Just like buying your own house, investing directly has the benefit of owning the property outright and being in complete control. However, remember that direct property can be illiquid due to the long sales and marketing process compared with shares and bonds, plus you will also need to manage the building yourself and decide when is the best time to sell – one of the most difficult things to judge with any investment.

 You would also need to decide whether you will be able to maximise performance by exploiting all the potential angles: refurbishment, redevelopment or change of use, and would you be prepared to suffer the fall in income whilst you do this or if a tenant became insolvent?  

 This may depend on your charity’s constitution — if you are a total return fund this may not matter, but if you are permanently endowed it may be more problematic. Generally owning directly tends to appeal to larger charities because they have the scale to be able to afford a large diversified portfolio of buildings let to multiple occupiers. This means they are insulated in the event of, say a tenant default on an individual property. 

  • Investing indirectly through a REIT 

Real Estate Investment Trust (REITs) are an easy way for individuals to invest in commercial properties without the need to buy any one building outright or to take on the associated hassle of dealing with tenants. Whilst REITs are well established as a form of investment worldwide, they were only launched in the UK on 1 January 2007. If you choose to buy shares in a REIT you will not be buying into an individual property but instead putting your money into a fund which buys properties for letting purposes. This eliminates the risks associated with ‘having all your eggs in one basket’ as the fund will own various properties, potentially over various sectors of the property market. So, effectively, you will own lots of tiny slices of many properties (which is almost identical to investing in a Common Investment Fund (CIF) like the Charities Property Fund). Nine UK property groups elected to convert to REITs at the outset on 1 January 2007, and they include the likes of British Land and Land Securities and others have been launched subsequently. Some also specialise in a particular sector (such as INTU – shopping centres and Supermarket REIT). As part of their requirements to be granted REIT status, a property owning company must distribute 90 per cent of their rental income directly to its shareholders in the form of a dividend. In return the REIT becomes exempt from paying any Capital Gains Tax.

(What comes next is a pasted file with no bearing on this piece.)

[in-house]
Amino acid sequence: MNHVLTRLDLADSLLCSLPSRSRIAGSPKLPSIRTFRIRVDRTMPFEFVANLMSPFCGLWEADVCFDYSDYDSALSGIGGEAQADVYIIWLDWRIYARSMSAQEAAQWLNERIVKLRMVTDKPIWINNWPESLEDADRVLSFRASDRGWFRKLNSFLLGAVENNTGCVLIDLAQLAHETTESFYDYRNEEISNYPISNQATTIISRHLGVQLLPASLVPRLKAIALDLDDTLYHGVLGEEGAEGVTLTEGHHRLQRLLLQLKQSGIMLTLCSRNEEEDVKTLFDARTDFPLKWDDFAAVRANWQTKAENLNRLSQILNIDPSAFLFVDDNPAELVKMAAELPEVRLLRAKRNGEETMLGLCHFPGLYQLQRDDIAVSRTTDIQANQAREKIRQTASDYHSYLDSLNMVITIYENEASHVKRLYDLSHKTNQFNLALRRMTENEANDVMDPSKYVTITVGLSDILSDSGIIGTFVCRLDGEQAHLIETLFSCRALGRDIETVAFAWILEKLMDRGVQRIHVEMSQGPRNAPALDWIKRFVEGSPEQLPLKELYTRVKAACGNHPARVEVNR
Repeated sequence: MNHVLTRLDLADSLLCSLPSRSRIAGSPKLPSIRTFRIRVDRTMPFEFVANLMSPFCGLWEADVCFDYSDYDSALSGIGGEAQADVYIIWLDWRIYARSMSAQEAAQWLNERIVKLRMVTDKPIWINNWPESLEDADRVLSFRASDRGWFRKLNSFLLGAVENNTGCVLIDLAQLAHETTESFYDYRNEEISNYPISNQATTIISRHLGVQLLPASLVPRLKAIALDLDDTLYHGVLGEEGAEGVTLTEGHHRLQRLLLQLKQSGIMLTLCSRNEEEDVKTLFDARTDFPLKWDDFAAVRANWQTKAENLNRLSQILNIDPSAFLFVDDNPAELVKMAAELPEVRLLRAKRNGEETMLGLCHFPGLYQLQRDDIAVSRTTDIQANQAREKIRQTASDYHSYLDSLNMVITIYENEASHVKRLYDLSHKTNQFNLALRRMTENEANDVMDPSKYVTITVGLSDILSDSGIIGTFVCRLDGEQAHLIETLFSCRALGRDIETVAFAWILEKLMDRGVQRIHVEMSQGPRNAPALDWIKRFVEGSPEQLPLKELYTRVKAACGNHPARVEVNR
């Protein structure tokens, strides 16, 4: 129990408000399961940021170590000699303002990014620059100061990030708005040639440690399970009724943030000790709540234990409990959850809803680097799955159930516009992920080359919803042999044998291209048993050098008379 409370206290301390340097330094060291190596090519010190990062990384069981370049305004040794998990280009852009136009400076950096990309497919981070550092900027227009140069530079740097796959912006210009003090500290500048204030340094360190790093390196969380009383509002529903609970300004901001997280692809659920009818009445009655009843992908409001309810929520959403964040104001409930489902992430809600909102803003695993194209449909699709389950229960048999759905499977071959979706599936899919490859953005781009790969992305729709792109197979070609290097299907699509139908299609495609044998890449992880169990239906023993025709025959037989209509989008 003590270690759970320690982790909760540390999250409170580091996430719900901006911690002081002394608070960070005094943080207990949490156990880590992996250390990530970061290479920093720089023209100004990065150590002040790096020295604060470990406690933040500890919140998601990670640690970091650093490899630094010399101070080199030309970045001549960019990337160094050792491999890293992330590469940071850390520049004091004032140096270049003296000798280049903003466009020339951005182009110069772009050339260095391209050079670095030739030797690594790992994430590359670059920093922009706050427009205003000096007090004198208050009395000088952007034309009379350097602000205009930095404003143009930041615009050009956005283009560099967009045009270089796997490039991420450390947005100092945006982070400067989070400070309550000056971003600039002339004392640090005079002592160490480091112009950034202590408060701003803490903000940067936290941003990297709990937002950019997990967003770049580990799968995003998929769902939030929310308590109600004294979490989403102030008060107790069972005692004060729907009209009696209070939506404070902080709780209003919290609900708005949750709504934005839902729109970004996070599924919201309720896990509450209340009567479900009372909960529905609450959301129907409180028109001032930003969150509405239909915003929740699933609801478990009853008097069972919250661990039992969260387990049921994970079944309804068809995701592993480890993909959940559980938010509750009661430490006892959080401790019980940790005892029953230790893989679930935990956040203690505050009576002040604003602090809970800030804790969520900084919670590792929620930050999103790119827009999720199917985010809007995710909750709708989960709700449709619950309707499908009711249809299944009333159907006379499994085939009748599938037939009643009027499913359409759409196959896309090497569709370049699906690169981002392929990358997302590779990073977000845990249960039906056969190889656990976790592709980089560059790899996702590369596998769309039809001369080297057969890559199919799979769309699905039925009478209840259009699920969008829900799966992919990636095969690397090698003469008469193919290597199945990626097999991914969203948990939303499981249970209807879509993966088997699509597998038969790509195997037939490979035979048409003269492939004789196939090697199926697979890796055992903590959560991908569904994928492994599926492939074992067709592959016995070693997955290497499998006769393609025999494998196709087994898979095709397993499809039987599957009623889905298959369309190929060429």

There is a tax downside, however, in that REIT’s do have to pay SDLT (currently levied at approximately 5% on any commercial transaction) and dividends will be subject to withholding tax. Neither of these apply in a CIF. 

  • Investing indirectly through a Common Investment Fund / Unit Trust

Commonly known as Pooled funds (as they are set up with the aim of “pooling” together multiple investors), the rationale being to gain economies of scale and increased purchasing power. They allow access to a much larger and diversified pool of assets than you would be able to afford individually and access to professional management. Property is a capital intensive asset requiring critical mass to maximise returns and minimise risk - we estimate that the minimum size of property portfolio to achieve these objectives is some £50 million. Hence, for the majority of charities, which are unable to run their own segregated portfolios of such size, investment through pooled vehicles is perceived to offer many advantages, such as: